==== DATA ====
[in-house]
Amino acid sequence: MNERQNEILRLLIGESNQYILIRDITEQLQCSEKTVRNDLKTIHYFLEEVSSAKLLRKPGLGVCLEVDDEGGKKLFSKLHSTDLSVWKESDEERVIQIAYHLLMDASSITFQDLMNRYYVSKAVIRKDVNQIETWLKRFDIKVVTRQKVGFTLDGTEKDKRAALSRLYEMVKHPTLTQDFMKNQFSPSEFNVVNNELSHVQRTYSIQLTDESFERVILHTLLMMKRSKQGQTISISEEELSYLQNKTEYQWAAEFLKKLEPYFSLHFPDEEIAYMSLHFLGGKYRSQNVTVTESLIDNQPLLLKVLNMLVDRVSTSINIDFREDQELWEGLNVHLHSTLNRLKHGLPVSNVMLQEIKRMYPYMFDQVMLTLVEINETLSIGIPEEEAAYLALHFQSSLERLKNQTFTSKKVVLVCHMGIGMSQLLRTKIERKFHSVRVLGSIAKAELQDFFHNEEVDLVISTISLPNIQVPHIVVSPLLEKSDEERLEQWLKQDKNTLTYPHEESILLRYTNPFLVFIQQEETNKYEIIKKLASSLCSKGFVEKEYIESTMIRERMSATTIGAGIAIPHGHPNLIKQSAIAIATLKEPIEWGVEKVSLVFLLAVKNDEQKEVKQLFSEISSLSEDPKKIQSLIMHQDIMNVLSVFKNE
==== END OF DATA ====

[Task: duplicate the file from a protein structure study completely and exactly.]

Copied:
[in-house]
Amino acid sequence: MNERQNEILRLLIGESNQYILIRDITEQLQCSEKTVRNDLKTIHYFLEEVSSAKLLRKPGLGVCLEVDDEGGKKLFSKLHSTDLSVWKESDEERVIQIAYHLLMDASSITFQDLMNRYYVSKAVIRKDVNQIETWLKRFDIKVVTRQKVGFTLDGTEKDKRAALSRLYEMVKHPTLTQDFMKNQFSPSEFNVVNNELSHVQRTYSIQLTDESFERVILHTLLMMKRSKQGQTISISEEELSYLQNKTEYQWAAEFLKKLEPYFSLHFPDEEIAYMSLHFLGGKYRSQNVTVTESLIDNQPLLLKVLNMLVDRVSTSINIDFREDQELWEGLNVHLHSTLNRLKHGLPVSNVMLQEIKRMYPYMFDQVMLTLVEINETLSIGIPEEEAAYLALHFQSSLERLKNQTFTSKKVVLVCHMGIGMSQLLRTKIERKFHSVRVLGSIAKAELQDFFHNEEVDLVISTISLPNIQVPHIVVSPLLEKSDEERLEQWLKQDKNTLTYPHEESILLRYTNPFLVFIQQEETNKYEIIKKLASSLCSKGFVEKEYIESTMIRERMSATTIGAGIAIPHGHPNLIKQSAIAIATLKEPIEWGVEKVSLVFLLAVKNDEQKEVKQLFSEISSLSEDPKKIQSLIMHQDIMNVLSVFKNE